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More Drivel From The Telegraph

November 9, 2011



“Climate change affects the seasons: autumn doesn’t know if it’s coming or going”

There used to be a time when the Telegraph did serious reporting, but that was before the babies took over. In last Sunday’s edition there was an article by Sir John Lister-Kaye, naturalist and the eighth Baronet of Somewhere near Wakefield, who runs what appears to be an excellent Field Centre in Scotland. The article claims that the mild autumn Scotland is experiencing is an example of “Climate Change” at work and speculates that “ these signals are a sort of Gaia comeuppance”.

Poor Sir John does not seem to appreciate the difference between climate and weather. For most of the autumn so far Scotland has experienced southwesterly airflows, so unsurprisingly the weather has been milder than usual, as the Met Office summary for October confirms.

The month began with a southerly airstream resulting in some exceptionally high temperatures, reaching 25–28 °C widely in England and Wales. Some places in the west and north recorded their highest temperature of the year. The rest of the month saw mostly mild westerly or southerly airstreams. “

Even with this pattern of weather, autumn temperatures have not been exceptional. At Eskdalemuir, the nearest rural GISS station to Sir John’s Field Centre, September/October temperatures rate as only the 15th warmest since 1931. The years, 1949, 1958, 1959,1961, 1968, 1969, 1971, 1978, 1995,1999,2001, 2005, 2006 and 2009 were all as warm or warmer.

The good Baronet does not seem to have a very good sense of timing either as Scotland has just had its coldest summer for 17 years, ranking 25th coldest in the last 80 years. Taking the year as a whole, only 28 years since 1931 were colder than 2010, and 2011 looks as if it will only be marginally warmer.

It is of course true that the British Isles have experienced a slightly warmer climate in the last 10 years or so, which correlates well with the warm phase of the Atlantic Multidecadal Oscillation currently in force. However there are already signs that this warm interlude may be coming to an end as this GISS graph shows.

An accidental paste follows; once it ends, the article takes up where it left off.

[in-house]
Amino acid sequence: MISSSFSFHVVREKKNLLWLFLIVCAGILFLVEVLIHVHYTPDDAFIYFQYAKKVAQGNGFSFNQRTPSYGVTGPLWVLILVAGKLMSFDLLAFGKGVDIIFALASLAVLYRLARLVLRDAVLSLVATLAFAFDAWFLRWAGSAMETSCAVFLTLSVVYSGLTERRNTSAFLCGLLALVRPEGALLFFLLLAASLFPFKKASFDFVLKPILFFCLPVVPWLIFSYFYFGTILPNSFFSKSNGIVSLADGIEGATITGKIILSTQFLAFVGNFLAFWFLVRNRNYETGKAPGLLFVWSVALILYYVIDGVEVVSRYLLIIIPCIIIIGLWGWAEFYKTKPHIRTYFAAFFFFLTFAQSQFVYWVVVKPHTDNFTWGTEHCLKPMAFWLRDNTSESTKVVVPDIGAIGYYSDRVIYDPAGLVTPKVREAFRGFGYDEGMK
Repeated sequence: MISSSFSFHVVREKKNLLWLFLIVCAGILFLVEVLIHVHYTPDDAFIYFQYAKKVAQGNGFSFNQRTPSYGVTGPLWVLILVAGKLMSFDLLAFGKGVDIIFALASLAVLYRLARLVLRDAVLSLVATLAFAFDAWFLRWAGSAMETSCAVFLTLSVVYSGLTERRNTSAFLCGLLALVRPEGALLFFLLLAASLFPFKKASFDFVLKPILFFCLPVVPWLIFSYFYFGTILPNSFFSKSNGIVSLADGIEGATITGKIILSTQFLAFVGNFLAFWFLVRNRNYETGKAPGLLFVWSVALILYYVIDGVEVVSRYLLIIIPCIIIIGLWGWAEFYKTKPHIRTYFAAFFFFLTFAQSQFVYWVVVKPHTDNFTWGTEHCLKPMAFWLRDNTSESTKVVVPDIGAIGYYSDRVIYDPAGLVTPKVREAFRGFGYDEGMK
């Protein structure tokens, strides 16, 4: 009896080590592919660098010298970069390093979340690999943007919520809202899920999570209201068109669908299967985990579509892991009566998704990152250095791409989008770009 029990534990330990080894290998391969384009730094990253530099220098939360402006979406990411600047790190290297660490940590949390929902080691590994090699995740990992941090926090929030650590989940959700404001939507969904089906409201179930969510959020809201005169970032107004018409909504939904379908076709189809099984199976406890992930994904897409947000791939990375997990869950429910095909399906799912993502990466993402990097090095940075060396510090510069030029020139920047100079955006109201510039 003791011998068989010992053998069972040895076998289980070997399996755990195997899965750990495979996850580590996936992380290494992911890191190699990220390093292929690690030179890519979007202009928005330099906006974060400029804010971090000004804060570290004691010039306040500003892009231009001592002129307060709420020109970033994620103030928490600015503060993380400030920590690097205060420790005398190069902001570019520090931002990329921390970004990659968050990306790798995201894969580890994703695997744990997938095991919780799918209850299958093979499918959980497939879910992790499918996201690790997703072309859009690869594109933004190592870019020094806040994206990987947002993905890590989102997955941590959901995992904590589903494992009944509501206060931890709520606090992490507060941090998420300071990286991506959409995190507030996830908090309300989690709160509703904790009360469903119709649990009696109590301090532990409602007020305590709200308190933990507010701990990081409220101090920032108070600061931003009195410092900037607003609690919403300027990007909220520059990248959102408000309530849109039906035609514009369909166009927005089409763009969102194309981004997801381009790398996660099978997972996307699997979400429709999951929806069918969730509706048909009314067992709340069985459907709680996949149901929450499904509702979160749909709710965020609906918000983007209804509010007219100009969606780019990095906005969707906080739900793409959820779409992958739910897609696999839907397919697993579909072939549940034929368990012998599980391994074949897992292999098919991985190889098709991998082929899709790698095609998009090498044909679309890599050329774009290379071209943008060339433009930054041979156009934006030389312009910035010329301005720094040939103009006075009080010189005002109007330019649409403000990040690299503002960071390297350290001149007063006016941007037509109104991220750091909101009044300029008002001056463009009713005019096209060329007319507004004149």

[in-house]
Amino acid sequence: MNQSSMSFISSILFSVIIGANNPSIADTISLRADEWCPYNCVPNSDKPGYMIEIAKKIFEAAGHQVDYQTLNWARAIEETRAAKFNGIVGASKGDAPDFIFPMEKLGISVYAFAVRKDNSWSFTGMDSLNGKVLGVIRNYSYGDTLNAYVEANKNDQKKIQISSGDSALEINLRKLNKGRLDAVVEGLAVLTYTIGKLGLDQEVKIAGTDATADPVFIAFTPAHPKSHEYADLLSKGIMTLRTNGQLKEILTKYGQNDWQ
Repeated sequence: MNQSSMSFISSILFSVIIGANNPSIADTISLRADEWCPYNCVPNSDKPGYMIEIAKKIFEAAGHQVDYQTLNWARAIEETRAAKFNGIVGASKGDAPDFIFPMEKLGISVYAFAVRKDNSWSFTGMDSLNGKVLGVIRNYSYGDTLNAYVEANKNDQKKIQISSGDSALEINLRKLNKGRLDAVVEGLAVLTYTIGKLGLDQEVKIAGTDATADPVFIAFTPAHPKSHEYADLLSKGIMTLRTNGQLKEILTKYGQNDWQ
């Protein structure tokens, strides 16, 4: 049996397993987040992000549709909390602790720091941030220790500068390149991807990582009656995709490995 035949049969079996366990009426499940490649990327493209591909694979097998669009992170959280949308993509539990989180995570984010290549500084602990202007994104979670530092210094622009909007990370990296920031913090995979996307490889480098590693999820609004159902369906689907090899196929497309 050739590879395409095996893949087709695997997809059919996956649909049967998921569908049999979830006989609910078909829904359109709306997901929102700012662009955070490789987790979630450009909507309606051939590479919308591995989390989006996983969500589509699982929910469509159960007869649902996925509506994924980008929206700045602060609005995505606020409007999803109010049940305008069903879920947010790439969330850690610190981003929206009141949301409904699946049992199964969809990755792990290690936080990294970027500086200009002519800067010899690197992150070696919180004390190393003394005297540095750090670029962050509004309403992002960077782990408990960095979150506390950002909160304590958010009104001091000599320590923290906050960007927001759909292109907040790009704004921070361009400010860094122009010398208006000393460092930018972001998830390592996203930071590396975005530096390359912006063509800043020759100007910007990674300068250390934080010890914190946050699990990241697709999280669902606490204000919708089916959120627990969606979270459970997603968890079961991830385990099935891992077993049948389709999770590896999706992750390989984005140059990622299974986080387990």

The article, of course, has to make the obligatory reference to extreme weather. Sir John complains about gales bringing down a few trees. He might like to reflect on the fact that during the Little Ice Age in the 16th Century, the incidence of severe storms rose by 400% throughout Europe. Just up the road at the Moray Firth, the Culbin Estate used to be a large and prosperous farm estate owned by the local Laird. In 1694 it was hit by a storm so powerful that the whole estate was literally buried under several feet of sand, blown in from the coastal dunes. A rich estate had become a desert overnight and the Laird died a pauper three years later.

Floods? Droughts? Don’t worry, your highness, they have all happened before and will no doubt continue to occur in future, regardless of how much we upset Gaia. In the meantime, enjoy your mild autumn – it will probably be snowing soon.

  1. November 10, 2011 10:40 pm

    If the good Baronetness is worried about the impact of mild autumns in Scotland, he might like to consider buying Greece. I heard it is going cheap at the moment.

  2. February 12, 2013 6:57 am

    Hi there i am kavin, its my first time to commenting anywhere, when i read this post i thought i could
    also make comment due to this sensible article.

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